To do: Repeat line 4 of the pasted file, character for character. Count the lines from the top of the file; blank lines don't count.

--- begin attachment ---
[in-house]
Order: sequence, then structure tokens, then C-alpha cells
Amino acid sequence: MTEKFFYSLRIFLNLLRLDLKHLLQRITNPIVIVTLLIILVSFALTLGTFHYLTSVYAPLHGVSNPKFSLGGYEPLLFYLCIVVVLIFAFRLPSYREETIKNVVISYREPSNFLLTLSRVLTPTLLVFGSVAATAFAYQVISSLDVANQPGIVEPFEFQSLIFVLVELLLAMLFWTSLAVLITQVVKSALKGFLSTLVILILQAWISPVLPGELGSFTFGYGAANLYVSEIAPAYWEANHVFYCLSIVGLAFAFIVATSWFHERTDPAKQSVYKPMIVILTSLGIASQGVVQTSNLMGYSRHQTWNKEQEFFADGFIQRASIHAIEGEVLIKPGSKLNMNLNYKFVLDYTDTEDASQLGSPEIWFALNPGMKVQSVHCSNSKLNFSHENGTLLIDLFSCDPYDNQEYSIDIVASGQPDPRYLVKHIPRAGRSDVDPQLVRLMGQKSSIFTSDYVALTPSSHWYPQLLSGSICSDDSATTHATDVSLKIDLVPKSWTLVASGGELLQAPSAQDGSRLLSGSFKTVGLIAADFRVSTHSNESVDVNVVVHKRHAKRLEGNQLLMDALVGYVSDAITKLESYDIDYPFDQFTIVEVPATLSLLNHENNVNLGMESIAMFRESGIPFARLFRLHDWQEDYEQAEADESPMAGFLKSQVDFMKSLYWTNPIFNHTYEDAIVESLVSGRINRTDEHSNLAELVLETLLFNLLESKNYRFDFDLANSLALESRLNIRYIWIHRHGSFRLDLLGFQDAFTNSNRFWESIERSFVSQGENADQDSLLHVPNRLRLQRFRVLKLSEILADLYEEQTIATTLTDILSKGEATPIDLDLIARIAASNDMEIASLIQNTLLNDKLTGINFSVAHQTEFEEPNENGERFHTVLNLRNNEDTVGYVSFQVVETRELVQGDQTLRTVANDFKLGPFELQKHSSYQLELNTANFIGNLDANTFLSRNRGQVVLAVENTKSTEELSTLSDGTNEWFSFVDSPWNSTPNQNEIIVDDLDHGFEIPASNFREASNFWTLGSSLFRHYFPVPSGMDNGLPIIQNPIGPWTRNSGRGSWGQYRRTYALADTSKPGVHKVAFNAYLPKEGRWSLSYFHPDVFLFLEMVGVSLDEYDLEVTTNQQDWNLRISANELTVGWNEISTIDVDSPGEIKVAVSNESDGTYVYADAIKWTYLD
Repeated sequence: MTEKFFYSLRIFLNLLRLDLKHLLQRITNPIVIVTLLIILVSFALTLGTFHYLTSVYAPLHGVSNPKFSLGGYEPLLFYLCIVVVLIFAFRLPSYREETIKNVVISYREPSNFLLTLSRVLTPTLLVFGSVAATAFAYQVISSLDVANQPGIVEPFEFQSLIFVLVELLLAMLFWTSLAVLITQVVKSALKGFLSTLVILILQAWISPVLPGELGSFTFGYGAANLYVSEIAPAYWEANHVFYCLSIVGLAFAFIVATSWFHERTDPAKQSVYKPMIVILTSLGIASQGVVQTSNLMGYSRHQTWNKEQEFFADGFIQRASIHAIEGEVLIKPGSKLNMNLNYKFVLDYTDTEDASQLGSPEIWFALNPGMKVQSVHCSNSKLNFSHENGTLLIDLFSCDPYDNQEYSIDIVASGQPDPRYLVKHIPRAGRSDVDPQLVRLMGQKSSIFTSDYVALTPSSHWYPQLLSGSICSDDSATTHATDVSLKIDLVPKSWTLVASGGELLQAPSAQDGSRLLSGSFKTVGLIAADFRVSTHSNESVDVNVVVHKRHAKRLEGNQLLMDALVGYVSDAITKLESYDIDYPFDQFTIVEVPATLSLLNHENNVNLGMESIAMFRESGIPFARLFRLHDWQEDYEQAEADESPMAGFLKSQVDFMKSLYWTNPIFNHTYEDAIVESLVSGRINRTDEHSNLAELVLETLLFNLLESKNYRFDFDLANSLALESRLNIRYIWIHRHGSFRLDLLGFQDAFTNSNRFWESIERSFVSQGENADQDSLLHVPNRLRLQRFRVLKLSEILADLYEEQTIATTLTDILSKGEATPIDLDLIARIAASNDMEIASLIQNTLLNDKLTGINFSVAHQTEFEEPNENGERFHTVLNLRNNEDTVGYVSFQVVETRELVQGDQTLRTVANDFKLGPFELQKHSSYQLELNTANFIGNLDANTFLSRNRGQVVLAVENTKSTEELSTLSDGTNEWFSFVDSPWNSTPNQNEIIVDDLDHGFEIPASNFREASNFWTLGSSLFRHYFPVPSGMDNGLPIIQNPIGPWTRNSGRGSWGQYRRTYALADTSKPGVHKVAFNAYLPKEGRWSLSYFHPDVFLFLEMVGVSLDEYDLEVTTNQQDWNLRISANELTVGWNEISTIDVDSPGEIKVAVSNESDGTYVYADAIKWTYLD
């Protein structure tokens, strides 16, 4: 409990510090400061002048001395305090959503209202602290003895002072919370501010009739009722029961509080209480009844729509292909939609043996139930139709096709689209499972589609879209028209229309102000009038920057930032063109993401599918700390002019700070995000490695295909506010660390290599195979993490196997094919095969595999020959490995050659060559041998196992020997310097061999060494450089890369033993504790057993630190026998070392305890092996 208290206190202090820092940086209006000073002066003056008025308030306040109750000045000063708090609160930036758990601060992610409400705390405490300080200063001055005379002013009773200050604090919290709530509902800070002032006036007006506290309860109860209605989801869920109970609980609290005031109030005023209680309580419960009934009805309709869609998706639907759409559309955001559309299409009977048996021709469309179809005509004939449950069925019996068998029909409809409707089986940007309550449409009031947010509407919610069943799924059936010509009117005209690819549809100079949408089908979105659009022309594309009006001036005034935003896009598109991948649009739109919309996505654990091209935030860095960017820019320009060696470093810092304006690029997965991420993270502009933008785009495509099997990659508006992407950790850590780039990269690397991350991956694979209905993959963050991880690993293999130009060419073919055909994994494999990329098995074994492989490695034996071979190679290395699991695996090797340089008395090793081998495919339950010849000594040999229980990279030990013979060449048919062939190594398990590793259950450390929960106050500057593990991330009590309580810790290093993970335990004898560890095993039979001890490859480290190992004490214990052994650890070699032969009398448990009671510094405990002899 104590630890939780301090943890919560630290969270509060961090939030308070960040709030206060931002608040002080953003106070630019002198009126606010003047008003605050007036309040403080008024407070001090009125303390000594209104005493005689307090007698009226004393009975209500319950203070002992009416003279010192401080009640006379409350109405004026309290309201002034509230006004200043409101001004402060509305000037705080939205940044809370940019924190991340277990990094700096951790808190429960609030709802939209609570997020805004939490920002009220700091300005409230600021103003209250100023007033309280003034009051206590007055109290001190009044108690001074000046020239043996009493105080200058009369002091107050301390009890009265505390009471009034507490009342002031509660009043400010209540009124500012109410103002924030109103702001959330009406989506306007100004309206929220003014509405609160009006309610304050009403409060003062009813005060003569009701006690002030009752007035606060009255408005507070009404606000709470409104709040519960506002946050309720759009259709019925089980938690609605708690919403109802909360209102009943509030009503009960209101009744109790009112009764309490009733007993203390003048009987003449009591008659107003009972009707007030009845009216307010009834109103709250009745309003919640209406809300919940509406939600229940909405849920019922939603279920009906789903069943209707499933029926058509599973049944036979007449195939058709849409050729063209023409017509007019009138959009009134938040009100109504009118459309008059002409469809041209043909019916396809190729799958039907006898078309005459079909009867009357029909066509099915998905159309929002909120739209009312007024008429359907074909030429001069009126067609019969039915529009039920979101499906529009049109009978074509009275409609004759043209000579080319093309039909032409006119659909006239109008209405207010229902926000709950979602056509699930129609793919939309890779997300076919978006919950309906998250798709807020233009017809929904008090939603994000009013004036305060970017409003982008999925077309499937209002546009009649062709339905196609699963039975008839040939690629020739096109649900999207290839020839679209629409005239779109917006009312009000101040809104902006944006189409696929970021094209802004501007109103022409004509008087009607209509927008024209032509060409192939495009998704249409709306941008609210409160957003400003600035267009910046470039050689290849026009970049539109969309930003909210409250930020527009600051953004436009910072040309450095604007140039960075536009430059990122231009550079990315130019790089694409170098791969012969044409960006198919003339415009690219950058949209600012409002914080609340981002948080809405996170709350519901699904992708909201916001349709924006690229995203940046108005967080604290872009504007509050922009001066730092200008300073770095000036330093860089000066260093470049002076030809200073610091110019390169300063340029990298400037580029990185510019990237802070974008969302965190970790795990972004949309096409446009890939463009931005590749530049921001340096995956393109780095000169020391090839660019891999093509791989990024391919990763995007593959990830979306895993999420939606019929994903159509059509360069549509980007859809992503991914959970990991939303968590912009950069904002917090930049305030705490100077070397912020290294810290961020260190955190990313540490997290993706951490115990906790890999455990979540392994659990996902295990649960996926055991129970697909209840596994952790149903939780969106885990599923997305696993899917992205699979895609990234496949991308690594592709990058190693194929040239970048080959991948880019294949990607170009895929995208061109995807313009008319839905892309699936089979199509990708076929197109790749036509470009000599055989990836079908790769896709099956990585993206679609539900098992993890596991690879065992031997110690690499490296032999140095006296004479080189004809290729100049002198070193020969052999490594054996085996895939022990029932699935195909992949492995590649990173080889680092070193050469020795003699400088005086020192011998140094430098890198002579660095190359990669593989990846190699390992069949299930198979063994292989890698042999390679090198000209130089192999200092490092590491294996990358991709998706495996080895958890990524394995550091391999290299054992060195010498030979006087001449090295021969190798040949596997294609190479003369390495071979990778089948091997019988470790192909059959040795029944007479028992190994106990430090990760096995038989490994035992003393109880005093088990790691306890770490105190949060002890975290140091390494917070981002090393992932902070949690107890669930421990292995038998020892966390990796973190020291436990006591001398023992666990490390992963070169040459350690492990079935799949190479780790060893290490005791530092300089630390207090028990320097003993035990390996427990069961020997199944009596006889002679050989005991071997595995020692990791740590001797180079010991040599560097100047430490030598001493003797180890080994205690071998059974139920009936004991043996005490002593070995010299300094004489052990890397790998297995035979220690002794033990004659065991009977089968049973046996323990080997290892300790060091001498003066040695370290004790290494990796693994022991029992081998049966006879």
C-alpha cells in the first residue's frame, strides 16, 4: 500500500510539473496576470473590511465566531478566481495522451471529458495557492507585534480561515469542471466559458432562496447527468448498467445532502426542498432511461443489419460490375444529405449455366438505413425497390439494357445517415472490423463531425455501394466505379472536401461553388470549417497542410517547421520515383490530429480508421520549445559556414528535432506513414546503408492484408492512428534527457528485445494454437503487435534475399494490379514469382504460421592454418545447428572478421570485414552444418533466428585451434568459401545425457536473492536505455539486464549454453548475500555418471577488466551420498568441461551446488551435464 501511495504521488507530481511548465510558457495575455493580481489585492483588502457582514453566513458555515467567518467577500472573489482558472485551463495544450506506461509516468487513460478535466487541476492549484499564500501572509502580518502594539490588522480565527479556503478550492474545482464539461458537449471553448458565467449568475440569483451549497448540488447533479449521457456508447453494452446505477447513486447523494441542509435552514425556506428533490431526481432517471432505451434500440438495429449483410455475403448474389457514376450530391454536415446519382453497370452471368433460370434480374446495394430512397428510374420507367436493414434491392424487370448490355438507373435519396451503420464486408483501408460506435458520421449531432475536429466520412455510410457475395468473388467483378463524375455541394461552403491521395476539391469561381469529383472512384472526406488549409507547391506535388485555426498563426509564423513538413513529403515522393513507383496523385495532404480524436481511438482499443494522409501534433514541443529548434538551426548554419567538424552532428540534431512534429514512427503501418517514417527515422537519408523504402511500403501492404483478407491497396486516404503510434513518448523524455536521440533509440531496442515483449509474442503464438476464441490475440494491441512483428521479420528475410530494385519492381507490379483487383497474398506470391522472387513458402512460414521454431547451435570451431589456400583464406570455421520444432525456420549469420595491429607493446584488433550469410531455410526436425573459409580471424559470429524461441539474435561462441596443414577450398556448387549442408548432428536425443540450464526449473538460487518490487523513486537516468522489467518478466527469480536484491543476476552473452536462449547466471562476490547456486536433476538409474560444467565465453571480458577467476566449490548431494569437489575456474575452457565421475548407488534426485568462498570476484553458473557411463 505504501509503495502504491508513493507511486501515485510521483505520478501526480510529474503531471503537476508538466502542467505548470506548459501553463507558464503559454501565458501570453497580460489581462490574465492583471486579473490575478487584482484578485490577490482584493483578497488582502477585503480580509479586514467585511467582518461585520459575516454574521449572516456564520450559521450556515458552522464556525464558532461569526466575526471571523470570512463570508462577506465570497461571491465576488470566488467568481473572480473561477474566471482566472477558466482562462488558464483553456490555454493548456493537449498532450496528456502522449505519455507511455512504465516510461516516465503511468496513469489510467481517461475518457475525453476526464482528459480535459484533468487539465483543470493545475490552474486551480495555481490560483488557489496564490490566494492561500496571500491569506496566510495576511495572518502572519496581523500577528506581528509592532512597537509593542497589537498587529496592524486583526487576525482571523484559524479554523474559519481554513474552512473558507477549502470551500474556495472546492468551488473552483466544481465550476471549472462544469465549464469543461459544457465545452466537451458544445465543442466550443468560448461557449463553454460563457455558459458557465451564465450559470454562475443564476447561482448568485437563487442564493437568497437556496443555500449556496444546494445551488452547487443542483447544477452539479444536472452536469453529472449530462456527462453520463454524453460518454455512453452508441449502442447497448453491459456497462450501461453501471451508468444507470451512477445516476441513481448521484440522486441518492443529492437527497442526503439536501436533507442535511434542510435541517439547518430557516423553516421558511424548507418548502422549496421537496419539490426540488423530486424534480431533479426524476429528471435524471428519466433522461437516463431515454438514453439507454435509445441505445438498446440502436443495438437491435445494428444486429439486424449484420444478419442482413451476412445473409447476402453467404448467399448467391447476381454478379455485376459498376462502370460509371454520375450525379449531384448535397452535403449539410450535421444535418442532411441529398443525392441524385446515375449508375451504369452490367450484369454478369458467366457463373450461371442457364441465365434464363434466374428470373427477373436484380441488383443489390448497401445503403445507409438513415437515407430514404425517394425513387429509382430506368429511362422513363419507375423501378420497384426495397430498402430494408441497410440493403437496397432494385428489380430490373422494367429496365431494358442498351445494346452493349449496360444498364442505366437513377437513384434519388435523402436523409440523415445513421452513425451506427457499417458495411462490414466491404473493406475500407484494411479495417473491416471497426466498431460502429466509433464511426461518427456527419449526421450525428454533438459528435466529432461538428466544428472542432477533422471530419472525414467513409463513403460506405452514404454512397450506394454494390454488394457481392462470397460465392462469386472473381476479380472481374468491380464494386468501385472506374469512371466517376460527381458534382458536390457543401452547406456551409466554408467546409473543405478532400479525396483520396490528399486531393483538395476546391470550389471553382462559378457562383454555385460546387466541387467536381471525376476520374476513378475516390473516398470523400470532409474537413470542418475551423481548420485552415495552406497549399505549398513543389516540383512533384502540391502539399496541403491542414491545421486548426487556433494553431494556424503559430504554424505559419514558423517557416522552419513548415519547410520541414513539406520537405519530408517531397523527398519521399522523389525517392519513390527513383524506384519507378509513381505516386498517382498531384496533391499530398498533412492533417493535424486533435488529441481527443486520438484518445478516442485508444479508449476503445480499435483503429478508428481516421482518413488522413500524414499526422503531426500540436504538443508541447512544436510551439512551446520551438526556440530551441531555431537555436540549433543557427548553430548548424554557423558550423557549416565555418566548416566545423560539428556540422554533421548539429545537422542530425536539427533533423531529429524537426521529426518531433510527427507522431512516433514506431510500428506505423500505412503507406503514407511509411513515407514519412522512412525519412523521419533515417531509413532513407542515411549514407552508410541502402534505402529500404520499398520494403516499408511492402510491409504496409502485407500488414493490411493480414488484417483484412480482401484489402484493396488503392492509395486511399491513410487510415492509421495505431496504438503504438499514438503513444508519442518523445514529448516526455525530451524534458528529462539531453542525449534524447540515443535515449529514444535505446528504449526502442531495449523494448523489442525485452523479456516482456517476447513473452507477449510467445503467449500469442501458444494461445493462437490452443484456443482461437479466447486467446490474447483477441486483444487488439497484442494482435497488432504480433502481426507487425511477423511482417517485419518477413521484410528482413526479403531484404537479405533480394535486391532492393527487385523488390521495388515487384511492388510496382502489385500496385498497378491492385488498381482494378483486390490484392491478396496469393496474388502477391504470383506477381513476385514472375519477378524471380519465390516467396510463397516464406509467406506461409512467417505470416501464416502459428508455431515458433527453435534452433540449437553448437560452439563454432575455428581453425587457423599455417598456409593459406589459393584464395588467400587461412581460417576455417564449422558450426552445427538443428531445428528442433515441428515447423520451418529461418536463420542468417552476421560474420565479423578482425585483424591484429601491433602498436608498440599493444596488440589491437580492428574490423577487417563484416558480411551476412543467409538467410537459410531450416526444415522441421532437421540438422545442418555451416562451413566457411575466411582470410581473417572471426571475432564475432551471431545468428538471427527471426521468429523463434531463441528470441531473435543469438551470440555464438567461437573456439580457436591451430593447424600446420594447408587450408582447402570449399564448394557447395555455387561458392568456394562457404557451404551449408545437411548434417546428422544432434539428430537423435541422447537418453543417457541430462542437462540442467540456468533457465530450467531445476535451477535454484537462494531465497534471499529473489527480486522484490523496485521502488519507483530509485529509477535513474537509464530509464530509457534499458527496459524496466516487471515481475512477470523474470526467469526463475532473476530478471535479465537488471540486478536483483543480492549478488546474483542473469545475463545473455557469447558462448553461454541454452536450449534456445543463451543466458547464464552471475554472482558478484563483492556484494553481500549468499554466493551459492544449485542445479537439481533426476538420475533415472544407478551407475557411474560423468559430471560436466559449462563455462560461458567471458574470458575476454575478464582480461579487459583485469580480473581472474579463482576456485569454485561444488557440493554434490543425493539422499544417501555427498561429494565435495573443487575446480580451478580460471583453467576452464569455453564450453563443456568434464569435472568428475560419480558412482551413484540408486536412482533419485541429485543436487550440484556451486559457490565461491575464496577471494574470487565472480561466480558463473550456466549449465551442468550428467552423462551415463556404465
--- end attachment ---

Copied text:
Repeated sequence: MTEKFFYSLRIFLNLLRLDLKHLLQRITNPIVIVTLLIILVSFALTLGTFHYLTSVYAPLHGVSNPKFSLGGYEPLLFYLCIVVVLIFAFRLPSYREETIKNVVISYREPSNFLLTLSRVLTPTLLVFGSVAATAFAYQVISSLDVANQPGIVEPFEFQSLIFVLVELLLAMLFWTSLAVLITQVVKSALKGFLSTLVILILQAWISPVLPGELGSFTFGYGAANLYVSEIAPAYWEANHVFYCLSIVGLAFAFIVATSWFHERTDPAKQSVYKPMIVILTSLGIASQGVVQTSNLMGYSRHQTWNKEQEFFADGFIQRASIHAIEGEVLIKPGSKLNMNLNYKFVLDYTDTEDASQLGSPEIWFALNPGMKVQSVHCSNSKLNFSHENGTLLIDLFSCDPYDNQEYSIDIVASGQPDPRYLVKHIPRAGRSDVDPQLVRLMGQKSSIFTSDYVALTPSSHWYPQLLSGSICSDDSATTHATDVSLKIDLVPKSWTLVASGGELLQAPSAQDGSRLLSGSFKTVGLIAADFRVSTHSNESVDVNVVVHKRHAKRLEGNQLLMDALVGYVSDAITKLESYDIDYPFDQFTIVEVPATLSLLNHENNVNLGMESIAMFRESGIPFARLFRLHDWQEDYEQAEADESPMAGFLKSQVDFMKSLYWTNPIFNHTYEDAIVESLVSGRINRTDEHSNLAELVLETLLFNLLESKNYRFDFDLANSLALESRLNIRYIWIHRHGSFRLDLLGFQDAFTNSNRFWESIERSFVSQGENADQDSLLHVPNRLRLQRFRVLKLSEILADLYEEQTIATTLTDILSKGEATPIDLDLIARIAASNDMEIASLIQNTLLNDKLTGINFSVAHQTEFEEPNENGERFHTVLNLRNNEDTVGYVSFQVVETRELVQGDQTLRTVANDFKLGPFELQKHSSYQLELNTANFIGNLDANTFLSRNRGQVVLAVENTKSTEELSTLSDGTNEWFSFVDSPWNSTPNQNEIIVDDLDHGFEIPASNFREASNFWTLGSSLFRHYFPVPSGMDNGLPIIQNPIGPWTRNSGRGSWGQYRRTYALADTSKPGVHKVAFNAYLPKEGRWSLSYFHPDVFLFLEMVGVSLDEYDLEVTTNQQDWNLRISANELTVGWNEISTIDVDSPGEIKVAVSNESDGTYVYADAIKWTYLD